As detailed in the use case, it's silly that the only reliable way to see user interactions is to know the user's profile and scroll through their tweets. This makes it impossible for older tweets. Categorizing by follow relationships and potentially also in the reverse-chronological order of likes adds much more to the conversation. Other inputs include the DM and "settings" or block interactions reachable much quicker.
Non-obtrusive monetization was another area of opportunity we noticed. Brands and companies are user Twitter in new, casual and intimate ways of talking with their demographic. Allowing promoted accounts in search encourages brand interaction and exciting new lead generation opportunities beyond the feed: this is a step forward in brands telling users they're here, and they want to listen.
We saw a huge gap with quote tweets, which are growing as such a critical part of twitter conversations. Adding a tangible quote number and building on a modal for transparency opens us up to more diverse and sustained conversations.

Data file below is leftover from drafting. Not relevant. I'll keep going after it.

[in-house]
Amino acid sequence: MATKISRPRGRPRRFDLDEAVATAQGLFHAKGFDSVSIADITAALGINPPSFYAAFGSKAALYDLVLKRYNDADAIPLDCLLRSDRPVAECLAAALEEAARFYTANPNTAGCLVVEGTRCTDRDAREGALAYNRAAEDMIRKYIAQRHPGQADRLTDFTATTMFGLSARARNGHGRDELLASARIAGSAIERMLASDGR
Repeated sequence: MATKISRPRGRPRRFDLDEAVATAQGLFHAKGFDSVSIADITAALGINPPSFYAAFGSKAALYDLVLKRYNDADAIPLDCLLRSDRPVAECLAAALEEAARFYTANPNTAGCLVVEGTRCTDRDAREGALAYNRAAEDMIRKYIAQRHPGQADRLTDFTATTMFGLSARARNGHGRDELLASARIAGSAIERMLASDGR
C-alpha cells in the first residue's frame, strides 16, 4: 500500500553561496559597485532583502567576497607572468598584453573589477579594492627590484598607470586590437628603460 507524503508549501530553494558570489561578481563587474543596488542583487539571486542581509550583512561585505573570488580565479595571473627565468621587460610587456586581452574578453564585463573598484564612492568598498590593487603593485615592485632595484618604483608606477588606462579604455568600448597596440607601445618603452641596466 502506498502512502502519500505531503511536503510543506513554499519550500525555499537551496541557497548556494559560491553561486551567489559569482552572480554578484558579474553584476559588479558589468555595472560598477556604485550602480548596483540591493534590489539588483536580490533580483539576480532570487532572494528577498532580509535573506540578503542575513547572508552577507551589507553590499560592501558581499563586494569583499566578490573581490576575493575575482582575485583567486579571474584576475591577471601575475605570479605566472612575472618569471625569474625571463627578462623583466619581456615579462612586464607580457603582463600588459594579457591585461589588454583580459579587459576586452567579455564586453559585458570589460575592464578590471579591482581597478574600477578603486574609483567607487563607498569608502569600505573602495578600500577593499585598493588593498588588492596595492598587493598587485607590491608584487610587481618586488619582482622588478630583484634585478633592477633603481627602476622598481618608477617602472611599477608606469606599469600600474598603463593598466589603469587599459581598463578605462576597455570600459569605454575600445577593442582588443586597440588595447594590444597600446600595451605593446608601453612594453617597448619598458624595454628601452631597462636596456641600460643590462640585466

This case study brought to our attention a lot of facets of Twitter interaction: what algorithmic choices at one endpoint can do in influencing user desires and actions, the necessity of putting up safety measures when increasing visibility, and also valuing certain metrics over others—in our case, follow relationships.
Navigating engagement and performance is tricky. But what makes Twitter incredible is all these untapped features: DMs turning global conversation into intimate connections, to recognizing the jokes and also controversies from quote tweets. Taking the timeline to another level was interesting when recognizing that conversation is more than just in its 280-character purity: simple clarifications on the interface and understanding of user behaviors has the potential to create huge ripples in engagement.
Better Engagements is also a take on control over communities. The tweets we engage with are very telling—it's a common joke for a reason that "to know someone truly you should look through their Twitter likes."